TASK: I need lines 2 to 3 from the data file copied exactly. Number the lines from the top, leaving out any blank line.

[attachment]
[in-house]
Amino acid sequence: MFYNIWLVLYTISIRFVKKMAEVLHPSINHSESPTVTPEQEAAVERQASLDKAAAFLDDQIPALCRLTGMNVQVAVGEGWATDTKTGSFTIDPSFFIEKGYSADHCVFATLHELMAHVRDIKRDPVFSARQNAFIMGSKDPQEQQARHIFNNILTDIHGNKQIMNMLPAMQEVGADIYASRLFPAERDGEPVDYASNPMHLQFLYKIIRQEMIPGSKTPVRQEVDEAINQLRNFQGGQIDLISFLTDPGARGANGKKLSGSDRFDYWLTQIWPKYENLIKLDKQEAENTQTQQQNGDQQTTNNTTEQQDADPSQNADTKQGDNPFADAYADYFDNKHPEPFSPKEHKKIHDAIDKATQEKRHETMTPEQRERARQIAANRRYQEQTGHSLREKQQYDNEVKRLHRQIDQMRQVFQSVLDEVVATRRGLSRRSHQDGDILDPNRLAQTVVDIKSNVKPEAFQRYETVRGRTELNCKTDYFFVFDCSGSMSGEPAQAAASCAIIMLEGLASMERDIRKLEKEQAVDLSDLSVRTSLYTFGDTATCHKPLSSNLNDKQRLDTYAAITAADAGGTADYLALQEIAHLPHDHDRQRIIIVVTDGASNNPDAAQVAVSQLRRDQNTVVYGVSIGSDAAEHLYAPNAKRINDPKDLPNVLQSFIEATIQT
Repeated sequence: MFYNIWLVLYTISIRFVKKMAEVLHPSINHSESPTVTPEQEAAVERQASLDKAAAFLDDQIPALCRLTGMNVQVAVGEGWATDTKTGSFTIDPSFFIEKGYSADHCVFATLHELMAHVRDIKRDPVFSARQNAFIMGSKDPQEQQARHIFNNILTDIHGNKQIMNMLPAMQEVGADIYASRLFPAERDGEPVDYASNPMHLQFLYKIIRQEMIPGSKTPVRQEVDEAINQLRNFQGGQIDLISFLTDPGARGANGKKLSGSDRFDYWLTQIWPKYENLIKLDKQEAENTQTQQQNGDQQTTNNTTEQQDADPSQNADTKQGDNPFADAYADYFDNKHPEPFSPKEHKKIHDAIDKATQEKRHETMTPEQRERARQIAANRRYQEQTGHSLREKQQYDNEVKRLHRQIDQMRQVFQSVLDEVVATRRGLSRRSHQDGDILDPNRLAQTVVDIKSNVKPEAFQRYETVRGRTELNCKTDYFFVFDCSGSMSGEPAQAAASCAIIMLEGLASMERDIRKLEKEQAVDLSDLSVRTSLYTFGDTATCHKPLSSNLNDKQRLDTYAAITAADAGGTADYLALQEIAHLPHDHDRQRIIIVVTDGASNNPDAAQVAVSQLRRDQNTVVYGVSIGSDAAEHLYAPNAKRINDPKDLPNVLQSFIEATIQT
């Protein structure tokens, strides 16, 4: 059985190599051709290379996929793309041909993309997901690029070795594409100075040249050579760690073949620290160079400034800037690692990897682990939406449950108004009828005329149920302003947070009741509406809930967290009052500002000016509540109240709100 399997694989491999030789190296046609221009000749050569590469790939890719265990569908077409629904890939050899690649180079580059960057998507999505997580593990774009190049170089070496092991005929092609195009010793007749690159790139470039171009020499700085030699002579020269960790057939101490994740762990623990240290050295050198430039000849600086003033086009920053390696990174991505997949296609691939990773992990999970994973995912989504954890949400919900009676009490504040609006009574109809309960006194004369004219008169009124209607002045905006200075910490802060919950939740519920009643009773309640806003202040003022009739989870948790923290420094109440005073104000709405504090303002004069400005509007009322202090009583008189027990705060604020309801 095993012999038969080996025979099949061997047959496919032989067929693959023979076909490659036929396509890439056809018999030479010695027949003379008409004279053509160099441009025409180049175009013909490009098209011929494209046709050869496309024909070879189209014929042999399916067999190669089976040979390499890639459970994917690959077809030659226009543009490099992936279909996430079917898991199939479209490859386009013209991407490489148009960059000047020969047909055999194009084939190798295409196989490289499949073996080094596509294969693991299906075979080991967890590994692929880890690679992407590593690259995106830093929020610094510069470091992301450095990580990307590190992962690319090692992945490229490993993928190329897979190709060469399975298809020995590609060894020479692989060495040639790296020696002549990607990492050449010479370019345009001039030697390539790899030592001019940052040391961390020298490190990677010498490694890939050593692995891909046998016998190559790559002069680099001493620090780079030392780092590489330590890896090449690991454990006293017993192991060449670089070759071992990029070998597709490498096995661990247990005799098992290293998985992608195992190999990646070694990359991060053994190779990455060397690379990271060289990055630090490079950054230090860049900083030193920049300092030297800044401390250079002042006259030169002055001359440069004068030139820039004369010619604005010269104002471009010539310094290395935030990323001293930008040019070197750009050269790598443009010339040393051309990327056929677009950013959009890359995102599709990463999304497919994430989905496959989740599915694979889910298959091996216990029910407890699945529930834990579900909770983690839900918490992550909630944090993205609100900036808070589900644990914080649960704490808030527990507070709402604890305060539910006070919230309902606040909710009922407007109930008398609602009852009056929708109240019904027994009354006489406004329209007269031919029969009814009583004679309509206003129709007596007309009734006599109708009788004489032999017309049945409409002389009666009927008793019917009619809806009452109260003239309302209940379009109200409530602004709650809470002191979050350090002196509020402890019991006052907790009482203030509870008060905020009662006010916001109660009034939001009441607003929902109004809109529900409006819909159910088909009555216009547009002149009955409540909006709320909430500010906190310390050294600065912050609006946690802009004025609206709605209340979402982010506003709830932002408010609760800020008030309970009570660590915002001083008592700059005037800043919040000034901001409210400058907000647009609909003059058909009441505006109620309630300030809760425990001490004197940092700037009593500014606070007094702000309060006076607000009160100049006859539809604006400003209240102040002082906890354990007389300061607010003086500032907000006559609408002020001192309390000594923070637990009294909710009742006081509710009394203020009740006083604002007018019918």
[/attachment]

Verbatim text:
Amino acid sequence: MFYNIWLVLYTISIRFVKKMAEVLHPSINHSESPTVTPEQEAAVERQASLDKAAAFLDDQIPALCRLTGMNVQVAVGEGWATDTKTGSFTIDPSFFIEKGYSADHCVFATLHELMAHVRDIKRDPVFSARQNAFIMGSKDPQEQQARHIFNNILTDIHGNKQIMNMLPAMQEVGADIYASRLFPAERDGEPVDYASNPMHLQFLYKIIRQEMIPGSKTPVRQEVDEAINQLRNFQGGQIDLISFLTDPGARGANGKKLSGSDRFDYWLTQIWPKYENLIKLDKQEAENTQTQQQNGDQQTTNNTTEQQDADPSQNADTKQGDNPFADAYADYFDNKHPEPFSPKEHKKIHDAIDKATQEKRHETMTPEQRERARQIAANRRYQEQTGHSLREKQQYDNEVKRLHRQIDQMRQVFQSVLDEVVATRRGLSRRSHQDGDILDPNRLAQTVVDIKSNVKPEAFQRYETVRGRTELNCKTDYFFVFDCSGSMSGEPAQAAASCAIIMLEGLASMERDIRKLEKEQAVDLSDLSVRTSLYTFGDTATCHKPLSSNLNDKQRLDTYAAITAADAGGTADYLALQEIAHLPHDHDRQRIIIVVTDGASNNPDAAQVAVSQLRRDQNTVVYGVSIGSDAAEHLYAPNAKRINDPKDLPNVLQSFIEATIQT
Repeated sequence: MFYNIWLVLYTISIRFVKKMAEVLHPSINHSESPTVTPEQEAAVERQASLDKAAAFLDDQIPALCRLTGMNVQVAVGEGWATDTKTGSFTIDPSFFIEKGYSADHCVFATLHELMAHVRDIKRDPVFSARQNAFIMGSKDPQEQQARHIFNNILTDIHGNKQIMNMLPAMQEVGADIYASRLFPAERDGEPVDYASNPMHLQFLYKIIRQEMIPGSKTPVRQEVDEAINQLRNFQGGQIDLISFLTDPGARGANGKKLSGSDRFDYWLTQIWPKYENLIKLDKQEAENTQTQQQNGDQQTTNNTTEQQDADPSQNADTKQGDNPFADAYADYFDNKHPEPFSPKEHKKIHDAIDKATQEKRHETMTPEQRERARQIAANRRYQEQTGHSLREKQQYDNEVKRLHRQIDQMRQVFQSVLDEVVATRRGLSRRSHQDGDILDPNRLAQTVVDIKSNVKPEAFQRYETVRGRTELNCKTDYFFVFDCSGSMSGEPAQAAASCAIIMLEGLASMERDIRKLEKEQAVDLSDLSVRTSLYTFGDTATCHKPLSSNLNDKQRLDTYAAITAADAGGTADYLALQEIAHLPHDHDRQRIIIVVTDGASNNPDAAQVAVSQLRRDQNTVVYGVSIGSDAAEHLYAPNAKRINDPKDLPNVLQSFIEATIQT